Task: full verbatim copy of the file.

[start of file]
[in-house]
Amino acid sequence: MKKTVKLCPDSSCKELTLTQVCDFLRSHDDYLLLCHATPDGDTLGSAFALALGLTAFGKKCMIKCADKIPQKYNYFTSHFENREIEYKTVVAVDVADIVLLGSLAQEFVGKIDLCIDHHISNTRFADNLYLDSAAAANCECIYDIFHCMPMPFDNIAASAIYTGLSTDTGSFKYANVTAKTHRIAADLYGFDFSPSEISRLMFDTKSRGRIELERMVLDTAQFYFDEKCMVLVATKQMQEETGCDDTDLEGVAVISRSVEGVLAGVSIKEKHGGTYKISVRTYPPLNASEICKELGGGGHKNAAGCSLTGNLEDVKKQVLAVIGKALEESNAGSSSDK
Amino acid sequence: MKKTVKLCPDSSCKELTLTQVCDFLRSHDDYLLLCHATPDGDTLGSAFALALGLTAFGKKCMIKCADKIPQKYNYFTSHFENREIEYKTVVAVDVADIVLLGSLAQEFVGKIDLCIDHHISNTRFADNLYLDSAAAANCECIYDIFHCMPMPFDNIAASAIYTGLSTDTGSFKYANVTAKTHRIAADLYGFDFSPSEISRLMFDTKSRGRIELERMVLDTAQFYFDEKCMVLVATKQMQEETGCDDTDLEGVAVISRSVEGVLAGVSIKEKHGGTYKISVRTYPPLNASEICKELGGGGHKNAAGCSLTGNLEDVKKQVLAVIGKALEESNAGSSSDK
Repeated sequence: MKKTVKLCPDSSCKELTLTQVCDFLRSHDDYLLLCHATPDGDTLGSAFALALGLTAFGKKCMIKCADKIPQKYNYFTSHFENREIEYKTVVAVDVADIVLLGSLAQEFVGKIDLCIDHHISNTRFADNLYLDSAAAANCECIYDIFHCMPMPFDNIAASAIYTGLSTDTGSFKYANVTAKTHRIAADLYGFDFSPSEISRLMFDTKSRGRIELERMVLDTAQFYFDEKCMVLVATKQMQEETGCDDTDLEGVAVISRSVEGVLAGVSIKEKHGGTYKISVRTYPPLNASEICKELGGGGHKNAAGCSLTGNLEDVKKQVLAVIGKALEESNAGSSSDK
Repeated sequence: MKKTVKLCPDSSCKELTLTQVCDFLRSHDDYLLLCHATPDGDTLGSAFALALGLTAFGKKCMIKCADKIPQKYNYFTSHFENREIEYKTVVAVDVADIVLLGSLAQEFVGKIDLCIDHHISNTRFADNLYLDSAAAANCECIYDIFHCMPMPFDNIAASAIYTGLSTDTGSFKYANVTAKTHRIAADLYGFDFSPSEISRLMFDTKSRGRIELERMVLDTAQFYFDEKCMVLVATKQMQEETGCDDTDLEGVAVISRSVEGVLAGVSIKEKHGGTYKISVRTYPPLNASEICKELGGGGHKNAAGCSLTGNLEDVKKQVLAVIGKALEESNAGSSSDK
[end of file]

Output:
[in-house]
Amino acid sequence: MKKTVKLCPDSSCKELTLTQVCDFLRSHDDYLLLCHATPDGDTLGSAFALALGLTAFGKKCMIKCADKIPQKYNYFTSHFENREIEYKTVVAVDVADIVLLGSLAQEFVGKIDLCIDHHISNTRFADNLYLDSAAAANCECIYDIFHCMPMPFDNIAASAIYTGLSTDTGSFKYANVTAKTHRIAADLYGFDFSPSEISRLMFDTKSRGRIELERMVLDTAQFYFDEKCMVLVATKQMQEETGCDDTDLEGVAVISRSVEGVLAGVSIKEKHGGTYKISVRTYPPLNASEICKELGGGGHKNAAGCSLTGNLEDVKKQVLAVIGKALEESNAGSSSDK
Amino acid sequence: MKKTVKLCPDSSCKELTLTQVCDFLRSHDDYLLLCHATPDGDTLGSAFALALGLTAFGKKCMIKCADKIPQKYNYFTSHFENREIEYKTVVAVDVADIVLLGSLAQEFVGKIDLCIDHHISNTRFADNLYLDSAAAANCECIYDIFHCMPMPFDNIAASAIYTGLSTDTGSFKYANVTAKTHRIAADLYGFDFSPSEISRLMFDTKSRGRIELERMVLDTAQFYFDEKCMVLVATKQMQEETGCDDTDLEGVAVISRSVEGVLAGVSIKEKHGGTYKISVRTYPPLNASEICKELGGGGHKNAAGCSLTGNLEDVKKQVLAVIGKALEESNAGSSSDK
Repeated sequence: MKKTVKLCPDSSCKELTLTQVCDFLRSHDDYLLLCHATPDGDTLGSAFALALGLTAFGKKCMIKCADKIPQKYNYFTSHFENREIEYKTVVAVDVADIVLLGSLAQEFVGKIDLCIDHHISNTRFADNLYLDSAAAANCECIYDIFHCMPMPFDNIAASAIYTGLSTDTGSFKYANVTAKTHRIAADLYGFDFSPSEISRLMFDTKSRGRIELERMVLDTAQFYFDEKCMVLVATKQMQEETGCDDTDLEGVAVISRSVEGVLAGVSIKEKHGGTYKISVRTYPPLNASEICKELGGGGHKNAAGCSLTGNLEDVKKQVLAVIGKALEESNAGSSSDK
Repeated sequence: MKKTVKLCPDSSCKELTLTQVCDFLRSHDDYLLLCHATPDGDTLGSAFALALGLTAFGKKCMIKCADKIPQKYNYFTSHFENREIEYKTVVAVDVADIVLLGSLAQEFVGKIDLCIDHHISNTRFADNLYLDSAAAANCECIYDIFHCMPMPFDNIAASAIYTGLSTDTGSFKYANVTAKTHRIAADLYGFDFSPSEISRLMFDTKSRGRIELERMVLDTAQFYFDEKCMVLVATKQMQEETGCDDTDLEGVAVISRSVEGVLAGVSIKEKHGGTYKISVRTYPPLNASEICKELGGGGHKNAAGCSLTGNLEDVKKQVLAVIGKALEESNAGSSSDK